Great players do not always mean a winning team. The 1962 New York Mets and the 1928 Philadelphia Athletics are prime examples.
The 1962 Mets, one of sports’ most beloved teams, lost a record 120 games. Mets’ management decided to select mostly “name” players in the expansion draft, which resulted in the team obtaining many great players whose skills had eroded.
Hall of Famer Richie Ashburn, Gil Hodges, Gus Bell, Frank Thomas, Gene Woodling, and right-handed pitcher Roger Craig had fine careers, but the problem was that all but Ashburn and Thomas had seen better days,
Ashburn batted .306 with a fine .424 on base average at the age of 35, while Thomas hit 34 home runs.
Hodges, who seven years later would manage the Mets to an amazing season, hit .252 with only nine home runs. The great Brooklyn Dodgers’ first baseman and Mets’ manager deserves to be in the Hall of Fame, but he will never get in.
Gus Bell, who was an excellent player with the Cincinnati Reds, hit .149. Woodling appeared in only 81 games, but he could always hit and batted .274, with a mere five home runs. Despite his ability, Craig managed to lose 24 games.
The 1928 Philadelphia Athletics stand in stark contrast to the 1962 Mets. They won 98 games playing a 154 schedule and finished second, only two and one-half games behind the New York Yankees. A strong case could be made that Athletic team had the greatest players to ever play on one team.
Philadelphia’s roster included Ty Cobb, Tris Speaker, Eddie Collins, Jimmy Foxx, Al Simmons, Mickey Cochrane, and Lefty Grove, all of whom are in the Hall of Fame, which is truly amazing. The problem was that Cobb and Collins were 41 years old, Speaker was 40 and Foxx was only 20.
Cobb batted .323 but appeared in only 95 games, Collins batted only 33 times, and Speaker appeared in 64 games, batting .267. Simmons had his usual outstanding season, batting .351, while Foxx, in his first full season, hit .328, Grove, possibly the greatest left-handed pitcher of all time, won 24 games.
Having players who had great careers may help at the gate ,which is fine, but timing is everything. The 1928 Athletics and the 1962 Mets had a some great players who were past their prime, a situation that might good at the box office but one that hurts on the field.
There were no playoffs in 1953. The Brooklyn Dodgers and New York Yankees made it to World Series by having their league’s best record, but the World Series is a best of seven of series, and the better team does not always win.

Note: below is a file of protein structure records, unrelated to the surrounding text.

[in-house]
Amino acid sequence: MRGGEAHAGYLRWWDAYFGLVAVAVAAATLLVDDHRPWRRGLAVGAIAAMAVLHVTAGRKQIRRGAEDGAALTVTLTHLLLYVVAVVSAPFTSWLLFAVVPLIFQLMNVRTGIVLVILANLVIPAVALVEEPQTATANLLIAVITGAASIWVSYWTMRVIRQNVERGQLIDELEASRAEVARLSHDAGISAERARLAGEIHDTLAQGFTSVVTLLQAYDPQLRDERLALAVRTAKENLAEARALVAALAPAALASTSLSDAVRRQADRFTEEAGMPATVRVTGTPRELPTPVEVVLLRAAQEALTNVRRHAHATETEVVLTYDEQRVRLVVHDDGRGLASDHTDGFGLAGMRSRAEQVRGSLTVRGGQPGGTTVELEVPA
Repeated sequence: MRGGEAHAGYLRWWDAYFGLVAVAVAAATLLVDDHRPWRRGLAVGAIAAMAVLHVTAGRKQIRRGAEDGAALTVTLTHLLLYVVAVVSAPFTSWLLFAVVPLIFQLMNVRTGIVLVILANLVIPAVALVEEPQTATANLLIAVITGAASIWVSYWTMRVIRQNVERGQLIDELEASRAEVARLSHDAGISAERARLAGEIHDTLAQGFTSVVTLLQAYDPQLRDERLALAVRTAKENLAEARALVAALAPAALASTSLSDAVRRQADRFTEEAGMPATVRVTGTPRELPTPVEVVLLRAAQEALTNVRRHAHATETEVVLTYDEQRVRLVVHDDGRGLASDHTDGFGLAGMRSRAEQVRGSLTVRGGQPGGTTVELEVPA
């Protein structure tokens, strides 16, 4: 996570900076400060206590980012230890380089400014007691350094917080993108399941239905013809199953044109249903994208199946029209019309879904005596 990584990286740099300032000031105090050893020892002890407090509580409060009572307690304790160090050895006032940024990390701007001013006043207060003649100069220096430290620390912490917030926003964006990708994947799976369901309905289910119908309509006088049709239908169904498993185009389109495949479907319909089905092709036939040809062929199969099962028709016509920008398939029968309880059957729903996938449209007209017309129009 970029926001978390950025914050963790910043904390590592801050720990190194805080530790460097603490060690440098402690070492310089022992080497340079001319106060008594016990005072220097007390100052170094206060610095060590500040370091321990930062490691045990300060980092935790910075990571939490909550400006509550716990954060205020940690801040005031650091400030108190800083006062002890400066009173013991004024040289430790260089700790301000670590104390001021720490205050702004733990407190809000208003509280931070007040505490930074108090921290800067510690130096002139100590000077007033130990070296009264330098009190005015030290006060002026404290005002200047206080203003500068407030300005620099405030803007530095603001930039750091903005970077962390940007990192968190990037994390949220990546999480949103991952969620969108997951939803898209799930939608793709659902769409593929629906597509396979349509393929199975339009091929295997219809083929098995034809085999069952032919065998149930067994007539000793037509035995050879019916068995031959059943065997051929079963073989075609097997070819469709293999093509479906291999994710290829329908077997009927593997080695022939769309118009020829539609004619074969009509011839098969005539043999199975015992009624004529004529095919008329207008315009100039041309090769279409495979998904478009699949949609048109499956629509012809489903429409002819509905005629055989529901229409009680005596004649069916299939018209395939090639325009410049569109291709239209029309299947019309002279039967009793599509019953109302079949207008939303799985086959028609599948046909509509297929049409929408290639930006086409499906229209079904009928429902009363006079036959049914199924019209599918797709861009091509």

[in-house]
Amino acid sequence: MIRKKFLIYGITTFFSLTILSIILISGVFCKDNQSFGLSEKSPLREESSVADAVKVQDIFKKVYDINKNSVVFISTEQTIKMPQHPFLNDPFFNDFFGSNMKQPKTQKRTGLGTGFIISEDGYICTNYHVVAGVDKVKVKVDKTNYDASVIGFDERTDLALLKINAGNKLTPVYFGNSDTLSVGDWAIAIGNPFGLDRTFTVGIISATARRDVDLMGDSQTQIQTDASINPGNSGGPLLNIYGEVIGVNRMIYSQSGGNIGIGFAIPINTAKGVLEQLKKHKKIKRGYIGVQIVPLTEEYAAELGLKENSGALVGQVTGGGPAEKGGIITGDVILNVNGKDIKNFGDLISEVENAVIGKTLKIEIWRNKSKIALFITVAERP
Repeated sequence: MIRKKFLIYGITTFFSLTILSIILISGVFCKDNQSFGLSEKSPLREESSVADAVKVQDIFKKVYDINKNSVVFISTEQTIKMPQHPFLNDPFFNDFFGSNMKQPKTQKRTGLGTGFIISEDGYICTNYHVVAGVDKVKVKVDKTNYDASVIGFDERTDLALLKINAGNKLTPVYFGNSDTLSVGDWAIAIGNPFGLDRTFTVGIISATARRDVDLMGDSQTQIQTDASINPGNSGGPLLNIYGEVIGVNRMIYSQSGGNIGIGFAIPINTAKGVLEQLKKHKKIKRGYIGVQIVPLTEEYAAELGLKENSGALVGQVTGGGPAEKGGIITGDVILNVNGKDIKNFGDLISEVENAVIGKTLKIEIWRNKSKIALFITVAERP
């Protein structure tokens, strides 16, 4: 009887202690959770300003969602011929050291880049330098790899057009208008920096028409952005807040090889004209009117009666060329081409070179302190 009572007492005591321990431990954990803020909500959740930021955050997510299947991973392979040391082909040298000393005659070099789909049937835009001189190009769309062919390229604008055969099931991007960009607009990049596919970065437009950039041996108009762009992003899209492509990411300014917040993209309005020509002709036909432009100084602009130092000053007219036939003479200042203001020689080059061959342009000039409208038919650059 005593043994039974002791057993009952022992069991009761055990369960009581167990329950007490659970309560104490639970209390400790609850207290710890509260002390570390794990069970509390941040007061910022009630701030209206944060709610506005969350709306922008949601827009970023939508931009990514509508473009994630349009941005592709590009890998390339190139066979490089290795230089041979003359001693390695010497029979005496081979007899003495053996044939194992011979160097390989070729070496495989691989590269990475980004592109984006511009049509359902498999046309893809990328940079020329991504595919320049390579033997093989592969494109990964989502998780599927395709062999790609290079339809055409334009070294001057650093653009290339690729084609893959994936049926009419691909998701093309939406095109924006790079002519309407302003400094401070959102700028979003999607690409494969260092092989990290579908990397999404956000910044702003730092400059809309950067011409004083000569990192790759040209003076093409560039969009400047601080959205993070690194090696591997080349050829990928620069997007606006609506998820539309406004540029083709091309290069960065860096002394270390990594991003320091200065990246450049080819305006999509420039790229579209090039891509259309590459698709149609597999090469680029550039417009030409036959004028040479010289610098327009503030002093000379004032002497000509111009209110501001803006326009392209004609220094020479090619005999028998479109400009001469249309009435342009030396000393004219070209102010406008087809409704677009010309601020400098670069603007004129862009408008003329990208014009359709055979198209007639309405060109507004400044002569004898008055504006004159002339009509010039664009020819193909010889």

Some consider the 1953 Brooklyn Dodgers the best team ever to lose the World Series.
Gil Hodges was at first, Rookie of the Year Jim “Junior” Gilliam took over for Jackie Robinson at second, Pee Wee Reese was at shortstop, Billy Cox was the third baseman, Roy Campanella caught, and the outfield had Robinson in left, Duke Snider in center, and Carl Furillo in right.
Robinson, Reese Campanella, and Snider are Hall of Famers.
All had fine 1953 seasons as Brooklyn finished 13 games ahead of the Milwaukee Braves.
Brooklyn’s problem was a lack of pitching. The team had a 4.10 ERA, which modern fans might consider decent, but in 1953, that was not very good.
Carl Erskine was the only starting pitcher with an ERA under 4.00, as he won 20, lost 6, and pitched to a 3.54 ERA.
In the World Series against the Yankees, Billy Martin punished Brooklyn pitching for 12 hits in 24 at bats as the Yankees took the Series in six games.
A team composed of very good, but not great players was the 1998 Yankees, who won 114 regular season games and another 11 in October. Among the regulars, the only Hall of Famer will be shortstop Derek Jeter.
Center fielder Bernie Williams, right fielder Paul O’Neill, first baseman Tino Martinez, and catcher Jorge Posada and part-time outfielder Tim Raines fall just short of Hall of Fame caliber.
Closer Mariano Rivera will be a Hall of Famer, but no other pitcher on that staff will make it. Remarkably, both David Wells (1998) and David Cone (1999) pitched perfect games in their careers, and both were fine pitchers, but neither is a Hall of Famer and that is just the point.
In 1998, the Yankees had the right mixture of players, most of whom had an excellent season.
Finally, the 1981 Los Angels Dodgers were World Champions. Currently, no player on that roster is in the Hall of Fame, and none figures to make it. Only Steve Garvey, Fernando Valenzuela, Dave Stewart, and Steve Garvey have a slim to none chance.
Championship teams don’t always have the game’s greatest players.